Anyway, what I like about Jackson is how he leaves me alone. He sees that I want to watch a movie and he just lets me watch. He doesn’t ask, How are you feeling about the divorce? He doesn’t say, Why do you spend so much time here? Don’t you have any friends? He’ll let me hide here as long as I want to. And that’s all I care about today.

  But back to Austin. Because he’s standing here, still blocking the door to Theater 1, like only over his dead body will I get in.

  “You are going in there to talk to my cousin, aren’t you?” he says. He tries to narrow his eyes into sharp points, but it just looks like he got soap in them. “What do you want to talk to him about anyway?”

  “None of your business,” I say.

  “Why won’t you admit you’re in love with him?”

  I did not just hear those words.

  Austin doesn’t actually think that. The kid has no idea. Which brings me to (3): Really, Austin just hates it that anyone would rather talk to me than to him. It’s like he can’t fathom that I could be more interesting than he is, like that’s more unbelievable than the existence of, I don’t know, aliens.

  (And by the way, I do believe in aliens, it’s completely egotistical not to, and I’d bet a tr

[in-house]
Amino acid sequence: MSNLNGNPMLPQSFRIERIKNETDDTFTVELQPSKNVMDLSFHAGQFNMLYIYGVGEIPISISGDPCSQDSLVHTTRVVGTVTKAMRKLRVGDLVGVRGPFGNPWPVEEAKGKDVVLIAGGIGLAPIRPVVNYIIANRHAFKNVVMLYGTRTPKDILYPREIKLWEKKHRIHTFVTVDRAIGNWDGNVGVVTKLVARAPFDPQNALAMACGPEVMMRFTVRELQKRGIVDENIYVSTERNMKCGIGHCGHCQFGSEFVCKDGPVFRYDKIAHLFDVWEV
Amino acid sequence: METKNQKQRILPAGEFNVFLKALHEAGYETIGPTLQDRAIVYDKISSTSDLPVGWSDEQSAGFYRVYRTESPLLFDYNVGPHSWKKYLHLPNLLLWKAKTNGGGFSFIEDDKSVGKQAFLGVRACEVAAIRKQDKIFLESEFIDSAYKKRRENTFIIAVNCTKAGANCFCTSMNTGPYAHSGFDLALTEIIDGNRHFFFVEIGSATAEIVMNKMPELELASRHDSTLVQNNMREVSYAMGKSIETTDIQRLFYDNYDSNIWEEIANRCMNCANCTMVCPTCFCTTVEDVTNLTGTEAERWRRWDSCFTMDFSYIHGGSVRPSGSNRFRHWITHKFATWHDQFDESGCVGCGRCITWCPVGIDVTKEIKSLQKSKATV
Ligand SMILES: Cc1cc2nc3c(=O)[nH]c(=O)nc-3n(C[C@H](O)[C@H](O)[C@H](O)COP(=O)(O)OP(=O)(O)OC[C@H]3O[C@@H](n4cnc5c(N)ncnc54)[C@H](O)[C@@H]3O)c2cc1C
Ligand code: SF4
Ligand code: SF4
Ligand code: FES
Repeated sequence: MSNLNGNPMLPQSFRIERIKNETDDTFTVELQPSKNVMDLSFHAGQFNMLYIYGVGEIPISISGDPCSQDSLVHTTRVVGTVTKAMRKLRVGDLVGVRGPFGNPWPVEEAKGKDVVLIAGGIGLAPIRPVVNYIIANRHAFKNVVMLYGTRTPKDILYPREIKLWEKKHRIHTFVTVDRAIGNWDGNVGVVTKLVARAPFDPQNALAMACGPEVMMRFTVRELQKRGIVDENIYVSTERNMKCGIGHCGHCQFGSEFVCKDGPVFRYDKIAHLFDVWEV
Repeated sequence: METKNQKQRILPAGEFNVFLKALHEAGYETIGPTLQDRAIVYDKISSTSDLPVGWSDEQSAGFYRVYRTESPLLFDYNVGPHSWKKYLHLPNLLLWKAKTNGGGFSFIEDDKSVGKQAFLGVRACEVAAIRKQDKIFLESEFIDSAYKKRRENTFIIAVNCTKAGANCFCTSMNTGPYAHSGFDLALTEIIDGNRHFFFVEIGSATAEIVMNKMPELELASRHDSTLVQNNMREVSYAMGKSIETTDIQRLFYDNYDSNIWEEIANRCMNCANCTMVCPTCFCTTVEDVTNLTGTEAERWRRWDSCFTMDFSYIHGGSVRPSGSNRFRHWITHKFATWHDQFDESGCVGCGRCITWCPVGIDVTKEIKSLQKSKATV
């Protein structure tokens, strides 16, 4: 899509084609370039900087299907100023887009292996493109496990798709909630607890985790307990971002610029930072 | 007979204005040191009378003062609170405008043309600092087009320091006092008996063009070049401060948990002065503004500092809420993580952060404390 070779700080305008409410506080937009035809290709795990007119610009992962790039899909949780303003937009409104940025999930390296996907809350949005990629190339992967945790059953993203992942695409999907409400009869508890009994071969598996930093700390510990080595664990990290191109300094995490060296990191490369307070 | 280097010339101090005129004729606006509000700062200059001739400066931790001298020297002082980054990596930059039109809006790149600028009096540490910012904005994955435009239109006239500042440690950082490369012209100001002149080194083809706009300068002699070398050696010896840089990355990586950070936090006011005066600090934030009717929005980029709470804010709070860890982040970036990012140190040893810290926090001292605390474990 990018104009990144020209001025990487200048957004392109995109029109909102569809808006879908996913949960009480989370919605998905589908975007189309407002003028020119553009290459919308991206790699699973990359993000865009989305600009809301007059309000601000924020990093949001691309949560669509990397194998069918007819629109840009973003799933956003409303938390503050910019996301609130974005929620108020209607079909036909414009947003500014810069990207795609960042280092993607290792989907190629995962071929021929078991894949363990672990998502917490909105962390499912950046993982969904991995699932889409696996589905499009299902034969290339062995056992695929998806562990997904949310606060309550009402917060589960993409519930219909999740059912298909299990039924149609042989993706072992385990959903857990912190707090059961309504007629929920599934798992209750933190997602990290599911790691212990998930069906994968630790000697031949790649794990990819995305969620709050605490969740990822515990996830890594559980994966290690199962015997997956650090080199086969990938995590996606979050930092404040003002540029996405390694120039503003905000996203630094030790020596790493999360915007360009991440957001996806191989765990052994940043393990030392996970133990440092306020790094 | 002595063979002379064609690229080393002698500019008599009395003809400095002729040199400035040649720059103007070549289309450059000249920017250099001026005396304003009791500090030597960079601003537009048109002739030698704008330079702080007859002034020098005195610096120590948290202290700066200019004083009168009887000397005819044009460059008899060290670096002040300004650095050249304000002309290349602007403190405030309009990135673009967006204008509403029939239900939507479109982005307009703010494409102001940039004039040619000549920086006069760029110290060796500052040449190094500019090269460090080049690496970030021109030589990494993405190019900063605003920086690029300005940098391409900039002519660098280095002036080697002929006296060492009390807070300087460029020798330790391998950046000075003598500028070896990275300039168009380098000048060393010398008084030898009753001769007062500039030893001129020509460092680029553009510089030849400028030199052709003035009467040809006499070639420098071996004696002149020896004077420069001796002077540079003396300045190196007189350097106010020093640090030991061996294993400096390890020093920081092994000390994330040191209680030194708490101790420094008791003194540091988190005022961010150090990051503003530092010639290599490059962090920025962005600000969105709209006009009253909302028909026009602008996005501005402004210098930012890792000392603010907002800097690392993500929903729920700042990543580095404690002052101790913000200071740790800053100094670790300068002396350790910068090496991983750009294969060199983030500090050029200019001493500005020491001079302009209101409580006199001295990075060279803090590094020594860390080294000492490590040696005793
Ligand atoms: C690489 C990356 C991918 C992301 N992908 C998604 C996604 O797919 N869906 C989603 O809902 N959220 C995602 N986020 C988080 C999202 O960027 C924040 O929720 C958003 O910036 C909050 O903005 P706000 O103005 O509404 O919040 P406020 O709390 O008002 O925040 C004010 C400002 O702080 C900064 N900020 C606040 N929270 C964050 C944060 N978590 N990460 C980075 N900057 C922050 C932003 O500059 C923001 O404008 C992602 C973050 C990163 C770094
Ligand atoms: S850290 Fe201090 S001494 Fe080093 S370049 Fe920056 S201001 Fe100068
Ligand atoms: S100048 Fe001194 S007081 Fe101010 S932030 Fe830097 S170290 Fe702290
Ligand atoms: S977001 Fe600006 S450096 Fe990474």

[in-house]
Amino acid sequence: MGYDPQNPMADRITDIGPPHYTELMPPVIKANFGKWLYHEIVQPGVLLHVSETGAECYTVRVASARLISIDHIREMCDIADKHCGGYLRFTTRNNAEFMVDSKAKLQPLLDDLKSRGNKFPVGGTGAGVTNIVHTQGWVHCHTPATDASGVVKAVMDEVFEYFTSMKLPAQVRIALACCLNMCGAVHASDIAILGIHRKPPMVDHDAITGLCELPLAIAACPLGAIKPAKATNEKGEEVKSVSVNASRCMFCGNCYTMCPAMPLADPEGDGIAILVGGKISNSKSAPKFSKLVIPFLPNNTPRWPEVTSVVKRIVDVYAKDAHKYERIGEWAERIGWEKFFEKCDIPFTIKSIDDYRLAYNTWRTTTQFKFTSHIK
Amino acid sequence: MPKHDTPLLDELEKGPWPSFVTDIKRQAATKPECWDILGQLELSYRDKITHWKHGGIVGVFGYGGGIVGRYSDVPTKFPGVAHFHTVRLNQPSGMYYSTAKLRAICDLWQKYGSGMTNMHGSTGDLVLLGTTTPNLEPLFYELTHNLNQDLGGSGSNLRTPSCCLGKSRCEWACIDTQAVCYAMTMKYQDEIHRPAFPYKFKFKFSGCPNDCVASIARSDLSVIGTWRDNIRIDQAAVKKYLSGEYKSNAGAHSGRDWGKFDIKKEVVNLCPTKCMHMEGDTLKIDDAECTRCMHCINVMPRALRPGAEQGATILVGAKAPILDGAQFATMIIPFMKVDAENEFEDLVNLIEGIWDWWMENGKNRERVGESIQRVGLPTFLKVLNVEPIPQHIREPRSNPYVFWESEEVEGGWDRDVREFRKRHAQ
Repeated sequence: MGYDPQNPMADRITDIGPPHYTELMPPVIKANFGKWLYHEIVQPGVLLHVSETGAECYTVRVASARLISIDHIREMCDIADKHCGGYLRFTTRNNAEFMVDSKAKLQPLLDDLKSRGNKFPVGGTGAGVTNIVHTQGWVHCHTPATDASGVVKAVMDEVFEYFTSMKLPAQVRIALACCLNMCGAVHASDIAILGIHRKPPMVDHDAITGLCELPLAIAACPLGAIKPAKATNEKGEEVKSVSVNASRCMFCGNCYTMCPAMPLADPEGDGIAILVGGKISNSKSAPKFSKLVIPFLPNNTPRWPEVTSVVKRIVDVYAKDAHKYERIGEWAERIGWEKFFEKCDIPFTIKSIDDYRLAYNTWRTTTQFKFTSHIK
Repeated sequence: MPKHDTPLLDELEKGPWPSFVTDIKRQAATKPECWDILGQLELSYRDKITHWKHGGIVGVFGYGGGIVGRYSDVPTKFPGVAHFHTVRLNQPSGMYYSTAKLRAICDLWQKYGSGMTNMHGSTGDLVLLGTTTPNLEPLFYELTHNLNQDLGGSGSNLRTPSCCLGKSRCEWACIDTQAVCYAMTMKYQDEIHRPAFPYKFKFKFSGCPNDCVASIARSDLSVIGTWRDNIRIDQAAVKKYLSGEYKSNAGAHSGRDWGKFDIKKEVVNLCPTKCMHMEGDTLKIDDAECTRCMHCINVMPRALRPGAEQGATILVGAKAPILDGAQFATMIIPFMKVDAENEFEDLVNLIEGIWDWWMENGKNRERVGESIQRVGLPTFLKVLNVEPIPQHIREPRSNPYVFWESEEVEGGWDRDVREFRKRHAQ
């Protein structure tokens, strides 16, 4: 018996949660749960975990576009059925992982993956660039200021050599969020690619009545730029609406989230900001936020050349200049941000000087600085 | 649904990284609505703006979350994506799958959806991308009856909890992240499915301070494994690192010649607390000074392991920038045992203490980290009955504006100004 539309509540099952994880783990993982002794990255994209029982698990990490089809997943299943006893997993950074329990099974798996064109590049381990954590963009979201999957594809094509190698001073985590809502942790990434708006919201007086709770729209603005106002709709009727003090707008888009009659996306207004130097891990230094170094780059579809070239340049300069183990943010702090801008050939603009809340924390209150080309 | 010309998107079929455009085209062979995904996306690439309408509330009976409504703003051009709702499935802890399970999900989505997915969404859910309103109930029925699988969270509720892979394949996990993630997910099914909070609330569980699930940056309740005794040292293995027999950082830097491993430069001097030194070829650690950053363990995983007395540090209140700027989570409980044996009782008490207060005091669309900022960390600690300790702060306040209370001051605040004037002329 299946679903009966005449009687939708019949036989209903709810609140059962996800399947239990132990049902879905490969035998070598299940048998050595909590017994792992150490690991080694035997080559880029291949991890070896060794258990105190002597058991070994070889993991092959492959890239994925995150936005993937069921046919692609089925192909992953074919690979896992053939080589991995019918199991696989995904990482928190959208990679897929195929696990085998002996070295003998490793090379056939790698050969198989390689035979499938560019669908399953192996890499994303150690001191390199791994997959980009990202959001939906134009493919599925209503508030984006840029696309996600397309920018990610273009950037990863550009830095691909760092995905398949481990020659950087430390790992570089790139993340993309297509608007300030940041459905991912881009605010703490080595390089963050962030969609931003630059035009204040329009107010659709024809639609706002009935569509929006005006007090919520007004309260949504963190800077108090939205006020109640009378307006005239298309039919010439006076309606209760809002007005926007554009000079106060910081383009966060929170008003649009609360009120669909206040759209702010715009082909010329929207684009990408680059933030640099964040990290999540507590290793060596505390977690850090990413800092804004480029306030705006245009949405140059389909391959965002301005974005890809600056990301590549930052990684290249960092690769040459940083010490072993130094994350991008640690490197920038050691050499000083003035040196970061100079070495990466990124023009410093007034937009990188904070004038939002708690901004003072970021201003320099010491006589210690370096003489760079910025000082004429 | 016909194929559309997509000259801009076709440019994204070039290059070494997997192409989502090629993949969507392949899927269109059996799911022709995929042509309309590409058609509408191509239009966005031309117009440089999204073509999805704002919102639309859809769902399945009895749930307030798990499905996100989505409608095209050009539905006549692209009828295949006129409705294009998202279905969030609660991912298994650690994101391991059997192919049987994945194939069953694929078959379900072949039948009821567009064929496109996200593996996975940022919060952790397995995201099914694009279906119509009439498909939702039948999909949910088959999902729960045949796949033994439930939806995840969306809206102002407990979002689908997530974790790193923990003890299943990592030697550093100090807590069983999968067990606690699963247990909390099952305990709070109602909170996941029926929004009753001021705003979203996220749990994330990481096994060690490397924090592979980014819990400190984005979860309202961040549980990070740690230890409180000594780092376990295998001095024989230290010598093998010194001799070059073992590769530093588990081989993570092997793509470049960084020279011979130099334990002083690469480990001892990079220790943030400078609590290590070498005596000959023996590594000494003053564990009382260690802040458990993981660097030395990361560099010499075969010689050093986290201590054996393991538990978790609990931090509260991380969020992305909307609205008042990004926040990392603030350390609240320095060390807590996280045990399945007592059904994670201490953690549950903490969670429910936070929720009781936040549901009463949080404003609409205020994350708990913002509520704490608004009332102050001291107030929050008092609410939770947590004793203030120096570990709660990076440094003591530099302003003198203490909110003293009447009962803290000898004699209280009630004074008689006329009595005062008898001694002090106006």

illion dollars that Austin doesn’t.)

  Austin’s still standing in front of the door when his mom calls for him on the walkie. Seriously. Austin’s brilliant idea this summer was to use walkie-talkies so his mom could reach him anywhere in the theater. Not that she simply couldn’t yell out Austin! and he’d hear her and answer—he just happens to be insane.

  He holds up a hand to me and says into the walkie, “Austin here.”

  Ms. Greenway’s staticky voice says, “Is Danielle there with you? Tell her that her mother’s on the phone.”

  “Ten-four,” Austin says. (It’s so much worse when he uses the technical language.) Then he turns to me, all smuglike. “Your mom’s on the phone.”

  “I’m standing right here, Austin. I heard.”

  He motions at the house phone in the hallway. “So go get the phone.”